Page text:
The lactic acid bacteria (LAB) might be the most numerous group of bacteria linked to humans. They are naturally associated with mucosal surfaces, particularly the gastrointestinal tract, and are also indigenous to food-related habitats, including plant (fruits, vegetables, and cereal grains), wine, milk, and meat environments (60, 61). The LAB include both important pathogens, e.g., several Streptococcus species, and extremely valuable nonpathogenic species that are used for industrial fermentation of dairy products, meats, and vegetables, and they are also critical for the production of wine, coffee, silage, cocoa, and sourdough (13, 60, 61). In addition, the LAB are a priceless source of antimicrobial agents, the bacteriocins (reference 10 and references therein).
The term LAB mainly refers to the defining feature of the basal metabolism of these bacteria, the fermentation of hexose sugars yielding, primarily, lactic acid. Various aspects of LAB biology and application are thoroughly covered in several books by Wood and Holzapfel and Wood and Warner (60, 61) and numerous reviews, including those in a recent specialized issue of FEMS Microbiology Reviews (12, 14, 18, 20, 23, 24, 31, 39, 42, 49, 58). The definition of LAB is biological rather than taxonomical, i.e., the LAB do not comprise a monophyletic group of bacteria. Most of the LAB belong to the order Lactobacillales, a group of nonsporulating, gram-positive bacteria, but a few LAB species belong to the Actinobacteria (60).
The early sequencing of LAB genomes involved mostly bacteria of the genus Streptococcus, which encompasses most of the pathogenic LABs (50, 60). Currently, 19 complete genomes of streptococci are available, covering different strains of five species. A program aimed at extensive sequencing of the genomes of nonpathogenic LAB was announced in 2002 by the Lactic Acid Bacteria Genome Sequencing Consortium (19), but the actual breakthrough occurred only in the last 2 years (2005 and 2006). At the time of writing (August 2006), 18 complete genome sequences of the nonpathogenic LAB representing 14 species from the order Lactobacillales were available (Table (Table1)1) . The Lactobacillales have relatively small genomes for nonobligatory bacterial parasites or symbionts (characteristic genome size, ~2 megabases, with ~2,000 genes), with the number of genes in different species spanning the range from ~1,600 to ~3,000. This variation in the number of genes suggests that the evolution of LAB involved active processes of gene loss, duplication, and acquisition. The current collection of LAB genomes is a unique data set that includes multiple related genomes with a gradient of divergence in sequences and genome organizations. This set of related genomes is amenable to detailed reconstruction of genome evolution, which is not yet attainable with other groups of bacteria.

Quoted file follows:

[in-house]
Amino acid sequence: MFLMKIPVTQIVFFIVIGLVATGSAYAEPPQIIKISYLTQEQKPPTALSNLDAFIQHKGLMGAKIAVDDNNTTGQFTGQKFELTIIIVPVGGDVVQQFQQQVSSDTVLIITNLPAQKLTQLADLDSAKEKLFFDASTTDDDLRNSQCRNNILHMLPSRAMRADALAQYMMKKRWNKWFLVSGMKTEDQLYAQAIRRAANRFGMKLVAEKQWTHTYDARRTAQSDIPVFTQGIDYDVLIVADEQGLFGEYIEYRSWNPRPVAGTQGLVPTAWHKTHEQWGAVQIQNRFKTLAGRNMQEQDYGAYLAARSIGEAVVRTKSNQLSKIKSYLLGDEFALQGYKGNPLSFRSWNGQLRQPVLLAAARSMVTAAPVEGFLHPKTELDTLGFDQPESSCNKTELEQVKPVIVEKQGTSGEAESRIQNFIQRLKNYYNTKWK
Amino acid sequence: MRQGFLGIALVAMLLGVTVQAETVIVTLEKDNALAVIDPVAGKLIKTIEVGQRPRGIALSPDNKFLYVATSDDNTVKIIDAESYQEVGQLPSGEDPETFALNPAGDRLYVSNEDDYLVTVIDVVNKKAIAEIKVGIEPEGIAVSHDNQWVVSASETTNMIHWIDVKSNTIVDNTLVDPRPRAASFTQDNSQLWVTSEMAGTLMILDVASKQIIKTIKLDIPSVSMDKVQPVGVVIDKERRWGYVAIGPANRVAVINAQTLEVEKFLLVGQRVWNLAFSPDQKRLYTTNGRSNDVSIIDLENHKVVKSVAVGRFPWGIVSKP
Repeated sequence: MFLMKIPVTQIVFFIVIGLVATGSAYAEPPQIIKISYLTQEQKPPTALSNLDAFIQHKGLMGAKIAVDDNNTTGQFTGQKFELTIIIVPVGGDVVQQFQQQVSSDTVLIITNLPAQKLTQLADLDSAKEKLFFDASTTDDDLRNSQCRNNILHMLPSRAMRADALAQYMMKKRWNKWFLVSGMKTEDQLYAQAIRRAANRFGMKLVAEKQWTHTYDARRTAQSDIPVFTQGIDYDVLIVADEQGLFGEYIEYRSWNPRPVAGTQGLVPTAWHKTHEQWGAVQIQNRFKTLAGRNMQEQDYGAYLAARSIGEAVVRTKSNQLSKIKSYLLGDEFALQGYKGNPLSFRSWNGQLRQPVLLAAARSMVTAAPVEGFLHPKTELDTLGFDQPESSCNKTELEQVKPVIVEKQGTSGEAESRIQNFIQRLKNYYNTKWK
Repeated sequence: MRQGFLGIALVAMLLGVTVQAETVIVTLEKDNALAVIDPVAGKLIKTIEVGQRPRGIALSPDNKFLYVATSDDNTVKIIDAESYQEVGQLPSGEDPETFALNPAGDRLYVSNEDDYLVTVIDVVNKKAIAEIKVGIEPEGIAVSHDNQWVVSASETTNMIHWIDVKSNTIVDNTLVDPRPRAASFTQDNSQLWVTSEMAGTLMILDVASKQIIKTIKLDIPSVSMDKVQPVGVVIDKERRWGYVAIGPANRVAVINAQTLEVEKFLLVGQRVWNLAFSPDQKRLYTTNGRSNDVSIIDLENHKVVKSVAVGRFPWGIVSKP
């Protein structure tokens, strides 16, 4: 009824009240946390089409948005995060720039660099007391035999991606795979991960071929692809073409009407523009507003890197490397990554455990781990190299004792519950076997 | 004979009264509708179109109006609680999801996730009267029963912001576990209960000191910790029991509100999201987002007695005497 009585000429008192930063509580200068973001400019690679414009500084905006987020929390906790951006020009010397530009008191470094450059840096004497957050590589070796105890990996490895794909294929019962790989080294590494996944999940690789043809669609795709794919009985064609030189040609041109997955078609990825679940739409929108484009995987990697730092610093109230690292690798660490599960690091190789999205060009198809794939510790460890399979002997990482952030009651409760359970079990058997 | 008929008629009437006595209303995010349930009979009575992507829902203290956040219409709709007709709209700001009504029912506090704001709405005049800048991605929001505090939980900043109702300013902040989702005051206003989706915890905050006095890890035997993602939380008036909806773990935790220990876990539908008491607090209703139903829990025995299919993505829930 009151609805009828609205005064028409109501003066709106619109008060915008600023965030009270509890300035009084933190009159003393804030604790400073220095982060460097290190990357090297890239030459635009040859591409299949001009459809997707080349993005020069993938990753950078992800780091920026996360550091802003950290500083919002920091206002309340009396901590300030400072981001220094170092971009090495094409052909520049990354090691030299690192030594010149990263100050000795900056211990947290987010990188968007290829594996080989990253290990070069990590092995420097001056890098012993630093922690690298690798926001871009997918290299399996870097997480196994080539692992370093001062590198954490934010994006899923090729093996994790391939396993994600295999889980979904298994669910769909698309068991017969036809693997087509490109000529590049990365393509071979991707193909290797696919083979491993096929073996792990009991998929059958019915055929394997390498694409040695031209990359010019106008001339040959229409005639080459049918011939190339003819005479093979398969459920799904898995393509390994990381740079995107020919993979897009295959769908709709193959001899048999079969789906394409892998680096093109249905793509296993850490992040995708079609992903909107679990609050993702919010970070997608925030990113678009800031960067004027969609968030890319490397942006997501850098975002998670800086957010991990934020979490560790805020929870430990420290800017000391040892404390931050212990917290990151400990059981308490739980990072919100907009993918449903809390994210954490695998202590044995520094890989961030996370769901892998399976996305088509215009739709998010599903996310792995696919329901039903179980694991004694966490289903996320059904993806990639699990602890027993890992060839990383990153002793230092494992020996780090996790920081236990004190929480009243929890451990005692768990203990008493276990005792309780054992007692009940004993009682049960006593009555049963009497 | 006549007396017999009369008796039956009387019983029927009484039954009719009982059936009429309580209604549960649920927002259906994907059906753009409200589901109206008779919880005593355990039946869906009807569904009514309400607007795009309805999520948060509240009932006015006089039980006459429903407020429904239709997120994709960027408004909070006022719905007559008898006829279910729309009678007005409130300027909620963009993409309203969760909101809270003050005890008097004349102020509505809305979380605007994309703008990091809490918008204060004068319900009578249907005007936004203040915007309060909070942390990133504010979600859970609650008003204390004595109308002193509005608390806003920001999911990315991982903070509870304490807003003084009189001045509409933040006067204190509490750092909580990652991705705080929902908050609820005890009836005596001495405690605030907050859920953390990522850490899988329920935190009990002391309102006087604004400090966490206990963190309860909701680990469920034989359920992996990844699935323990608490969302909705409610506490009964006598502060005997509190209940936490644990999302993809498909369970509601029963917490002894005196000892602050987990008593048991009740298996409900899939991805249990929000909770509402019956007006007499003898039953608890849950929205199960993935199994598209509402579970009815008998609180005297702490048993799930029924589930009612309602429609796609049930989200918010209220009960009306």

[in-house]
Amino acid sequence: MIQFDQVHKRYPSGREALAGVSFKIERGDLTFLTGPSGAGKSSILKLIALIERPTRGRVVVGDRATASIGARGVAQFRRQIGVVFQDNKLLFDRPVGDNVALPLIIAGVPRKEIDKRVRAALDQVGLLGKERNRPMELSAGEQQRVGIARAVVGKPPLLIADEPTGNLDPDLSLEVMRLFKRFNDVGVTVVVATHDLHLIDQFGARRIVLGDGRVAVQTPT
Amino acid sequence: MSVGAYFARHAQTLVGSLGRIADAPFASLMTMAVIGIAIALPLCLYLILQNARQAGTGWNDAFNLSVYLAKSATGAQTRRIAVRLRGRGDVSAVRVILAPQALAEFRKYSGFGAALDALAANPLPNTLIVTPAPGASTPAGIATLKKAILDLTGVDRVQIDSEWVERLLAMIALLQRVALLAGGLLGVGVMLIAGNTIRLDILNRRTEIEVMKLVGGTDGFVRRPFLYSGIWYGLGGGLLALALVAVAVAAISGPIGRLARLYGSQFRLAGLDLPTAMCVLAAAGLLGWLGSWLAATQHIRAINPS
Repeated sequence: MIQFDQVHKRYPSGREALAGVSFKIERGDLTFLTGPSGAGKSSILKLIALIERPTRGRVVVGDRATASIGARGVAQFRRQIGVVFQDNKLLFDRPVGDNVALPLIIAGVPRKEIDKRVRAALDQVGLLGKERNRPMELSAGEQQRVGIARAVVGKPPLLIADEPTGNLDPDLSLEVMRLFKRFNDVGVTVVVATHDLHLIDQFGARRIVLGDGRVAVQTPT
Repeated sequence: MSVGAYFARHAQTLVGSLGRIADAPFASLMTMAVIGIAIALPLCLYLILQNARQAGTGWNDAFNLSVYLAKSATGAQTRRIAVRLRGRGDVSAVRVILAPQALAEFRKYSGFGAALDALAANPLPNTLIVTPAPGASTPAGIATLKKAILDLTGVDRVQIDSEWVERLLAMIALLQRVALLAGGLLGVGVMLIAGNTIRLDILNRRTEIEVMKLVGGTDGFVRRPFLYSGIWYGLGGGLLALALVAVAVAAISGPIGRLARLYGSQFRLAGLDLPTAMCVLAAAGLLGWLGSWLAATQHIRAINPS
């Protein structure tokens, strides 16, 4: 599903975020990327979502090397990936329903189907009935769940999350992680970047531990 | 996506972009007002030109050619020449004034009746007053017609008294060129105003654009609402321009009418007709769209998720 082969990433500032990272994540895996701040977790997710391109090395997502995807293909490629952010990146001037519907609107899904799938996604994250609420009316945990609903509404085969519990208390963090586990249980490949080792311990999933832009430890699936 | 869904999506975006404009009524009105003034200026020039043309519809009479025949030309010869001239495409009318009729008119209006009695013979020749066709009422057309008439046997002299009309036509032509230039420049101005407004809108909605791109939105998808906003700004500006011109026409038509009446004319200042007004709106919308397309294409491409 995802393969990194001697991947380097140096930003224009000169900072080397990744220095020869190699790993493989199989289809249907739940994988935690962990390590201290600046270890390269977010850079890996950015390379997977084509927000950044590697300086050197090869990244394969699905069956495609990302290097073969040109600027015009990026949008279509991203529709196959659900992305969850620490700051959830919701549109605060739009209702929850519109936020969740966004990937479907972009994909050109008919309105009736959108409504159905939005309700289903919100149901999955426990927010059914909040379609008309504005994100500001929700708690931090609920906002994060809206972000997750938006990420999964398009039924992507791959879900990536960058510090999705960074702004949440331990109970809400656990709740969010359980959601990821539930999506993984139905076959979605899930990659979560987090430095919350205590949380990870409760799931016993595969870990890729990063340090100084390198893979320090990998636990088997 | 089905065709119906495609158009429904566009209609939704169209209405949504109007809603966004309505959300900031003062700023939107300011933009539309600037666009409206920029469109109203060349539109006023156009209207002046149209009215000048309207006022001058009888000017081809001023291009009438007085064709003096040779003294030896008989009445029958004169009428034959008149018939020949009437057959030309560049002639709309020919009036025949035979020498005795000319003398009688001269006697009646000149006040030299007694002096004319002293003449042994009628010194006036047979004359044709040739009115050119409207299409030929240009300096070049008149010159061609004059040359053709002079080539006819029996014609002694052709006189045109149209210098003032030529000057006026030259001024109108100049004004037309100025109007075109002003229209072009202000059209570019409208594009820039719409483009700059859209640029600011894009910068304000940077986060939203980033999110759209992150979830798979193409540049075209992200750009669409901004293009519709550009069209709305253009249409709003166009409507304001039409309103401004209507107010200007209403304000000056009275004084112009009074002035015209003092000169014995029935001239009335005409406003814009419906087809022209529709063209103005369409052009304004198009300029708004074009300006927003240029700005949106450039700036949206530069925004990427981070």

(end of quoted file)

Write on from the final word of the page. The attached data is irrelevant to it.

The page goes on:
This review is largely based on recent work on comparative genomic analysis of 12 nonpathogenic LAB from the order Lactobacillales (Table (Table1)1) (28). We briefly discuss the customized comparative-genomic framework that was developed for the LAB and its application to evolutionary reconstruction and functional genomics.